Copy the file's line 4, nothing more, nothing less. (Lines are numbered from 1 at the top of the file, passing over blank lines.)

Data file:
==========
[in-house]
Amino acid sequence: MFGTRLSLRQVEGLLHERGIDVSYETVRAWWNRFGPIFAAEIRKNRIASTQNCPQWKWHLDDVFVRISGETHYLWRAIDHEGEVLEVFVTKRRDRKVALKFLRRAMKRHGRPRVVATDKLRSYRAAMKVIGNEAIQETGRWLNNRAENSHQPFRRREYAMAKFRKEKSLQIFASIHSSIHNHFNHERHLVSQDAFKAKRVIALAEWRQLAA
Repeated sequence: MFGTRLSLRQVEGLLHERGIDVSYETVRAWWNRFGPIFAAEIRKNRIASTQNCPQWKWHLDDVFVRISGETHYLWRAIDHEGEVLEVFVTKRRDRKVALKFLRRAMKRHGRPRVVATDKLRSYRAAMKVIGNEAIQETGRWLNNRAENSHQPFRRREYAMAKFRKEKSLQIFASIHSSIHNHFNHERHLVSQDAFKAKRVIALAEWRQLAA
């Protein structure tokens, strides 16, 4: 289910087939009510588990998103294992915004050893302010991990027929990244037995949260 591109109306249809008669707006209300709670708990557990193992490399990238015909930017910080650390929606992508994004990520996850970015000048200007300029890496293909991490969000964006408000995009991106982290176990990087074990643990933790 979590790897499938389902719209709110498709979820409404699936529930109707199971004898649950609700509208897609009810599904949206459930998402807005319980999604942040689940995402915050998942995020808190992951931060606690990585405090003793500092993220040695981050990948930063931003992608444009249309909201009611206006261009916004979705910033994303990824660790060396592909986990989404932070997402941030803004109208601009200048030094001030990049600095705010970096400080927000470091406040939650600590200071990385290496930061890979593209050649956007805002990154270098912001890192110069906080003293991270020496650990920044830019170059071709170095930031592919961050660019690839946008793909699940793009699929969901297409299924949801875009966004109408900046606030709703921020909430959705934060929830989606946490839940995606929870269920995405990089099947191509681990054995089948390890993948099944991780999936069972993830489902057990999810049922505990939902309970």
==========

């Protein structure tokens, strides 16, 4: 289910087939009510588990998103294992915004050893302010991990027929990244037995949260 591109109306249809008669707006209300709670708990557990193992490399990238015909930017910080650390929606992508994004990520996850970015000048200007300029890496293909991490969000964006408000995009991106982290176990990087074990643990933790 979590790897499938389902719209709110498709979820409404699936529930109707199971004898649950609700509208897609009810599904949206459930998402807005319980999604942040689940995402915050998942995020808190992951931060606690990585405090003793500092993220040695981050990948930063931003992608444009249309909201009611206006261009916004979705910033994303990824660790060396592909986990989404932070997402941030803004109208601009200048030094001030990049600095705010970096400080927000470091406040939650600590200071990385290496930061890979593209050649956007805002990154270098912001890192110069906080003293991270020496650990920044830019170059071709170095930031592919961050660019690839946008793909699940793009699929969901297409299924949801875009966004109408900046606030709703921020909430959705934060929830989606946490839940995606929870269920995405990089099947191509681990054995089948390890993948099944991780999936069972993830489902057990999810049922505990939902309970």